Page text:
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I Forge Iron

Fire and charcoal management


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So, I got my first forge built, using Charles "Just a box of dirt" as inspiration.

The "firepot" is 6in deep, 6 inches wide at the top and 2 at the bottom. There's a 3/4inch tuyure about 1inch from the bottom. This should, with coal stacked a few inches above, yield a heart big enough for some beginner stuff.

At the moment I'm getting inspiration from YouTube and I'm seeing a lot of guys with their entire hearth/forge covered in coal. Sure seems a lot easier than constantly shoveling in coal from a bag.

But say I store my coal on the forge, how come the fire doesn't spread to all the coals and burn 'em up?

Lastly, when you're done forging, how do you put out your fire? I usually just let I burn out, but say I have the entire forge covered in coal? Can't just let it burn up then, that would cost way to much coal.

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Fuel does not make the fire hot, air makes the fire hot.

If you over fuel a solid fuel forge, only the fuel getting air burns. The remainder is basically in storage mode, waiting for the fuel to be consumed and new fuel moved into the fire to replace it.

If you rake the coal fire out of the fire pot and spread it out a bit, it will usually go out on it's own. I prefer to shovel the fire into a 5 gallon bucket of water. I sleep well at night knowing that anything that was hot is now under water, no flare ups that way. Ash will sink to the bottom of the bucket and with a gentle stir, the coke and coal will float and be removed. Let it dry and use it in the next fire.

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And your last question is a partial answer to the bury the forge in coal question isn't it? Youtube is filled with folk who have no more qualification for their videos than a camera and internet connection. Sure there's a lot of good information, some great even but it takes a basic level of knowledge to be able to tell the good stuff from the idiot stuff.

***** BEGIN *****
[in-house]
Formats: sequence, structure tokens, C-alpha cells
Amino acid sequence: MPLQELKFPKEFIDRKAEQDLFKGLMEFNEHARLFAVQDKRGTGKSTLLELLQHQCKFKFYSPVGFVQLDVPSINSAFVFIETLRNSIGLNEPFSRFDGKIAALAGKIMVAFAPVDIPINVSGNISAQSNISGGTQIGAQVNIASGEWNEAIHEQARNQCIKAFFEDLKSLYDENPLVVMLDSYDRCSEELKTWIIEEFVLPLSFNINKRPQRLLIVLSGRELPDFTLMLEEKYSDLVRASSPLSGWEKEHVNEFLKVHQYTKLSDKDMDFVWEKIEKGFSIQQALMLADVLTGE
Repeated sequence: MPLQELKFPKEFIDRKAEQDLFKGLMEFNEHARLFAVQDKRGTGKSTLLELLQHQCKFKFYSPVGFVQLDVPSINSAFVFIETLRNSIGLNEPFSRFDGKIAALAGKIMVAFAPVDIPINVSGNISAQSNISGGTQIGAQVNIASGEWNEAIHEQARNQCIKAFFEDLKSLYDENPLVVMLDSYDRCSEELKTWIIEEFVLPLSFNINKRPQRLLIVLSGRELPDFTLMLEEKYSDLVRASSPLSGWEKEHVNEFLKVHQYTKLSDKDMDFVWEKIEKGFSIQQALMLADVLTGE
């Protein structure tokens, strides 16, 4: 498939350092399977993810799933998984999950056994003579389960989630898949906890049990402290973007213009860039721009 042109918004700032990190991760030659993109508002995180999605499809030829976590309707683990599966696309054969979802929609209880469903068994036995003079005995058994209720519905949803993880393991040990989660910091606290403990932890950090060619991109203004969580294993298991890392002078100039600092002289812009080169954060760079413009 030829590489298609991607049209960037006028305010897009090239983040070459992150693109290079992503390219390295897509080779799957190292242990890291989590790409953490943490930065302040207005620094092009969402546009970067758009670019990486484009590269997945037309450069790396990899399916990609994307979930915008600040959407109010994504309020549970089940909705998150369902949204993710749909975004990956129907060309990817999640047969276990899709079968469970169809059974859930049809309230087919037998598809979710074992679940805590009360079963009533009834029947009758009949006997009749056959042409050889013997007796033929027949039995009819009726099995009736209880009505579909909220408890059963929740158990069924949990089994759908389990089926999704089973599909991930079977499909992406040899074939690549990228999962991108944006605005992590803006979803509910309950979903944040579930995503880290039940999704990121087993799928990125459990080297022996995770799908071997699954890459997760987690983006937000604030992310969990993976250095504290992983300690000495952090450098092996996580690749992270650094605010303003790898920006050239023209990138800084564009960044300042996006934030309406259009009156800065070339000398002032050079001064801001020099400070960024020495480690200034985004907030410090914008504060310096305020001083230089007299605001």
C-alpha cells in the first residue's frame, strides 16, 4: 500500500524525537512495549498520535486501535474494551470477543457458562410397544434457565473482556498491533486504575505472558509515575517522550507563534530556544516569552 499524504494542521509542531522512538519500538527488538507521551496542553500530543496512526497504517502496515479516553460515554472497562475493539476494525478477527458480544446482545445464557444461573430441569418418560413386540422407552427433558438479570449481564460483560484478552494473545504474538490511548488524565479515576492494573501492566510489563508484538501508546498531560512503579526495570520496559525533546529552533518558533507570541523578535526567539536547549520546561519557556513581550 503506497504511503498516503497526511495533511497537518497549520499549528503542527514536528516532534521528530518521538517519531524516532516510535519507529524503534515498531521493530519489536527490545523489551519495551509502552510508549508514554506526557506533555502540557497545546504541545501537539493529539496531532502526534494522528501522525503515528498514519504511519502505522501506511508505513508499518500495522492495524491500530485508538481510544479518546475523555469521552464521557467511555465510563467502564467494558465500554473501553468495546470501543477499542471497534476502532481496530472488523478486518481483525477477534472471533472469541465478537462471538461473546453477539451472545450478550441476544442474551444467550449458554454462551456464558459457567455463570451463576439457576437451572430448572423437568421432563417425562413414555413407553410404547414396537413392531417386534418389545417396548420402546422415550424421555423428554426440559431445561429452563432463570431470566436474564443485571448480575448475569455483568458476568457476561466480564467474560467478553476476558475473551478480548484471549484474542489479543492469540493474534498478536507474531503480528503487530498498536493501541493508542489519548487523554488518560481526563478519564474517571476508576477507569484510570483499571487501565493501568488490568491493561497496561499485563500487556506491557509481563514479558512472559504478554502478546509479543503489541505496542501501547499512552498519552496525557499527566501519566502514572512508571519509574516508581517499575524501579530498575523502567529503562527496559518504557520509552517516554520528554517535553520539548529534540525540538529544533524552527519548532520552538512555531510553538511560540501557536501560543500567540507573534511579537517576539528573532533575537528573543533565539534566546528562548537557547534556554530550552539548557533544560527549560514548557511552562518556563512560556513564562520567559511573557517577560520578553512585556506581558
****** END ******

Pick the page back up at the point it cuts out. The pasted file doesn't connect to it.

If you're using coal as in fossil fuel then simply shovel it out of the forge and dunk it in a bucket of water. If you have a wide table and haven't covered the whole thing in coal you can simply rake the coal back from the fire and spread the burning coals, they'll go out on their own in a while.

If you're using charcoal as in carbonized (pyrolized) wood then it will keep burning till the fuel is gone unless you extinguish it. It's a major good reason for not covering your forge with charcoal, it will ALL burn. You CAN extinguish a charcoal fire with enough water but it takes the fire and a box of dirt(MUD) forge a while to dry out. Keep a charcoal fire small, just a LITTLE larger than you need. Charcoal isn't like coal it will light immediately, doesn't need to coke, etc. it catches and burns.

You want to keep fuel covering your work to keep air off it and insulate the fire to retain heat but having a pile 30cm deep and 100cm wide is just wasting fuel. It's not like you have a 4 man shop to keep busy with hot steel you really only need to heat one thing at a time. Just build the fire for what you're doing that day.

Frosty The Lucky.


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I think frosty about coverd it. Charcoal is very susceptible to fire spread, so do not store extra fuel on the table. Mineral coal is Generaly much less so, but how much depends on the type and grade (sprinkler can may be needed)  

a reminder, I have very high amounts of clay in my soil and clinker sticks to ceramics (vitrified clay) I have more or less destroyd the mark II birth box forge. 

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Thanks guys! As usual, I got great advice here. I guess I'll keep storing my charcoal in the charcoal chest.

Charles, my entire firepot and top 4inches of the table is clay (rest is a dirt mixture and a brick bottom). My firepot is vitrified, but doesn't seem like it's covered in clinker (though I suppose charcoal doesn't leave behind clinkers?)

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No, other than a bit of dirt, and melted steel (oops) you shouldn't get clinker with charcoal, coal is another issue, as it is petrified peat bog it containes sand, iron and other dirt, and that makes clinker. Clinker will stick. As long as you stick to clean charcoal, no problem, if you switch to coal, a bit of a redesign will be in order (basically flip the design, line the bottom and sides with clay or brick (this keeps you from digging to close to the wood or thin steel) and then fill with dirt or ash (sand works but wants to form slag, an irritation till enugh ash forms). 

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